رویکرد کلی به تجزیه و تحلیل حساسیت متقابل سیال ساختار
|کد مقاله||سال انتشار||مقاله انگلیسی||ترجمه فارسی||تعداد کلمات|
|25823||2005||19 صفحه PDF||سفارش دهید||7350 کلمه|
Publisher : Elsevier - Science Direct (الزویر - ساینس دایرکت)
Journal : Journal of Fluids and Structures, Volume 21, Issue 2, November 2005, Pages 169–186
This paper presents a general monolithic formulation for sensitivity analysis of the steady-state interaction of a viscous incompressible flow with an elastic structure undergoing large displacements (geometric nonlinearities). The problem is solved in a direct implicit manner using a Newton–Raphson adaptive finite element method. A pseudo-solid formulation is used to manage the deformations of the fluid domain. The formulation uses fluid velocity, pressure, and pseudo-solid displacements as unknowns in the flow domain and displacements in the structural components. The adaptive formulation is verified on a problem with a closed-form solution. It is then applied to sensitivity analysis of an elastic cylinder placed in a uniform flow. Sensitivities are used for fast evaluation of nearby problems (i.e. for nearby values of the parameters) and for cascading uncertainty through the Computational Fluid Dynamics/Computational Structural Dynamics code to yield uncertainty estimates of the cylinder shape.
Interaction between solids and fluids has been a topic of engineering interest for many years. The behavior of vessels subject to wave loads, of planes in flight as well as that of submarines or transmission lines in the wind are but a few examples. This paper presents a formulation suitable for simulating the interaction between an incompressible flow and a structure undergoing large displacements and for computing its sensitivities with respect to parameters of interest. We assume existence and uniqueness of the solution. The interested reader is referred to Dowell and Hall (2001) for a review of fluid–structure interaction (FSI) and Grandmont (2002), Desjardins and Esteban (2000), for mathematical discussion of existence and uniqueness. Previous works on sensitivity analysis of FSI are by Lund et al., 2001 and Lund et al., 2003, Moller and Lund (2000), Ghattas and Li (1998) and Fernandez and Moubachir (2001). In many instances, interaction between fluids and solids is achieved through weak or loose coupling of specialized softwares. This is very cost-effective because it requires little changes to analysis modules and takes advantage of expertise of each discipline. Hydrodynamic loads obtained by Computational Fluid Dynamics are transferred to the structural model to predict solid displacements which are then transferred back to the fluid module until convergence to reflect changes in the geometry. Because data transfers are approximate, equilibrium at the interface between solid and fluid is not perfectly satisfied. Such departures from equilibrium are often magnified to unacceptable levels if the approach is used in an optimization loop. Sensitivities at the interface may become erroneous. We introduce an implicit fully coupled (or direct implicit monolithic) formulation that avoids this problem. A pseudo-solid formulation is introduced to manage in an implicit manner the deformations of the fluid domain. An implicit treatment of the interface equilibrium achieves monolithic coupling of the fluid and solid problems. This approach delivers quadratic convergence of Newton's method and ensures quality solutions field for the sensitivity analysis. To cope with the deformations of both boundaries and fluid mesh, several techniques have been studied and discussed in the literature for unstructured meshes. They can be classified in three categories. Firstly, one can remesh the fluid domain completely, once the deformation of the structure is known, and iterate until convergence (Heil, 1998). Secondly, one can use a spring analogy (linear and torsional) to move the grid points (Farhat et al., 1998 and Degand and Farhat, 2001) or a Laplacian (Moller and Lund, 2000 and Fernandez and Moubachir, 2005). Finally, the pseudo-solid approach introduces structural-like equations to manage the deformation of the fluid domain at the continuum level (Sackinger et al., 1996). Such pseudo-solid material laws have been used in various forms (Lohner and Yang, 1996, Lund et al., 2001, Lund et al., 2003, Chiandussi et al., 2000, Oñate and Garcia, 2001 and Nielsen and Anderson, 2001). We have opted for the pseudo-solid approach of Sackinger et al. (1996) formulated at the continuum level, because it allows for a full coupling of all components. We go further by solving the fluid, structural and pseudo-solid equations in an implicit fully coupled manner, which results in an implicit monolithic method. Such a formulation is also compatible with our general approach for error estimation and mesh adaptation procedures. Finally, using this approach, sensitivities are straight-forward to obtain and implement by the sensitivity equation method (SEM). Approaches to sensitivity computations differ depending on the order of the operations of discretization and differentiation. In the discrete sensitivities approach, the total derivative of the computational model with respect to the parameter is calculated (Haug et al., 1986), whereas in the continuous sensitivity equation (CSE) method one differentiates the continuum equations to yield differential equations for the sensitivities (Borggaard and Burns, 1997). Note that sensitivity analysis is more advanced in structural mechanics than in fluid mechanics (Haug et al., 1986 and Borggaard and Burns, 1997). Furthermore, there is a paucity of literature on sensitivity analysis of fluid–structure interaction. Ghattas and Li (1998) use the discrete SEM and exploit the Newton-like method developed for the fluid–structure equations to solve the fluid–structure sensitivity equations. They iterate between the solid and the fluid meshes, as terms coupling the solid displacements to the fluid have been neglected. These terms would naturally arise from the coupling between pseudo-solid/fluid and solid/pseudo-solid. Since Ghattas and Li (1998) do not use a pseudo-solid approach, the coupling of tractions at the interface cannot be treated implicitly. Thus, the sensitivity solution can only be obtained iteratively. The work of Lund et al. (2001) uses an iterative hybrid approach in which part of the sensitivity formulation is discrete while the other is continuous. Additional simplifications are also made to the global system. This hybrid approach has been applied to the optimal design of flexible structures undergoing large displacements induced by the flow (Lund et al., 2001 and Lund et al., 2003). The present work avoids this approximation through the monolithic coupling approach to the fluid–structure problem. In this paper, we present a fully CSE method derived from the pseudo-solid formulation of the fluid–structure interaction problem. The sensitivity problem shares many similarities with the fluid–structure problem. The paper begins with the description of the steady-state governing equations for laminar incompressible fluids, hyperelastic solid behavior, pseudo-solid material law, fluid–structure interface equilibrium. Then sensitivity equations are derived. The weak forms of the equations are then presented. The next sections detail the solution procedure for coupling the fluid and solid domains, the adaptive finite element procedure for the fluid–structure interaction problem and some specific aspects related to mesh management. The methodology is verified on a problem with a closed-form solution. It is then applied to sensitivity and uncertainty analysis for a flexible cylinder in a uniform flow. We also illustrate the use of sensitivity information for fast evaluation of nearby problems (i.e. for nearby values of the parameters) and for uncertainty analysis. The paper ends with conclusions.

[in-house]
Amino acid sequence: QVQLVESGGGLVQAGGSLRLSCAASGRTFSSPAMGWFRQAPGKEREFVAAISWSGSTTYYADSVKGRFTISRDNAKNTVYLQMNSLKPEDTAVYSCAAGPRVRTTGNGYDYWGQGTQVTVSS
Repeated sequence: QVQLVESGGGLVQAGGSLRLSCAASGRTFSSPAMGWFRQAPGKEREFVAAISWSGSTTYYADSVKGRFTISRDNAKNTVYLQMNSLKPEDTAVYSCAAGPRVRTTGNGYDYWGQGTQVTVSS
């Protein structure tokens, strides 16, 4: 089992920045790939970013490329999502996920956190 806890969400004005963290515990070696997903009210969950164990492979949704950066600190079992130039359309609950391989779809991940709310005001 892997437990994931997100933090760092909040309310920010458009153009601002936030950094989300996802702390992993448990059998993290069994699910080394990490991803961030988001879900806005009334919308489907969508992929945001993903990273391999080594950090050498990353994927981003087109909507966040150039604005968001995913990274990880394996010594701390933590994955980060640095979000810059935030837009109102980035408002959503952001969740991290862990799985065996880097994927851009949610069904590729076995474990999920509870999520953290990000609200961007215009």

نتیجه گیری انگلیسی
In this paper, we have developed a general monolithic formulation for computing the interactions between an incompressible flow and a hyperelastic solid and their sensitivities. The stationary Navier–Stokes equations are used to describe the fluid behavior, while a Lagrangian frame and large-displacement large-strain theory is used for the solid. A pseudo-solid elasticity model is used to handle the deformation of the fluid domain. A variational formulation of the problem is developed that ensures satisfaction of continuity of interface tractions and velocities. The pseudo-solid also serves to provide monolithic coupling of all field variables at the interface and throughout the domain. This approach guarantees quadratic convergence of Newton's method and avoids fixed point iterations between fluid and solid problems. The variational formulation is approximated by a Galerkin finite element method resulting in a set of nonlinear algebraic equations for fluid velocities, pressure, pseudo-solid and solid displacements. The asymptotic exactness of the adaptive procedure was verified in an adaptive grid refinement study using the method of manufactured solution. It was then successfully applied to the simulation of an elastic cylinder in a uniform transverse flow. The physics of the coupled fluid–structure interaction and their sensitivity problems are obtained with high accuracy, thanks to the adaptive procedure. We have shown two uses of sensitivities, namely the evaluation of nearby solutions and uncertainty estimation. The sensitivities are also useful for determining which are the key parameters controlling the behavior of the system. Finally, future developments of the method are to extend this method to unsteady problems and turbulent flows. Extension to second-order sensitivity analysis is also planned along the lines of Mahieu et al. (2005).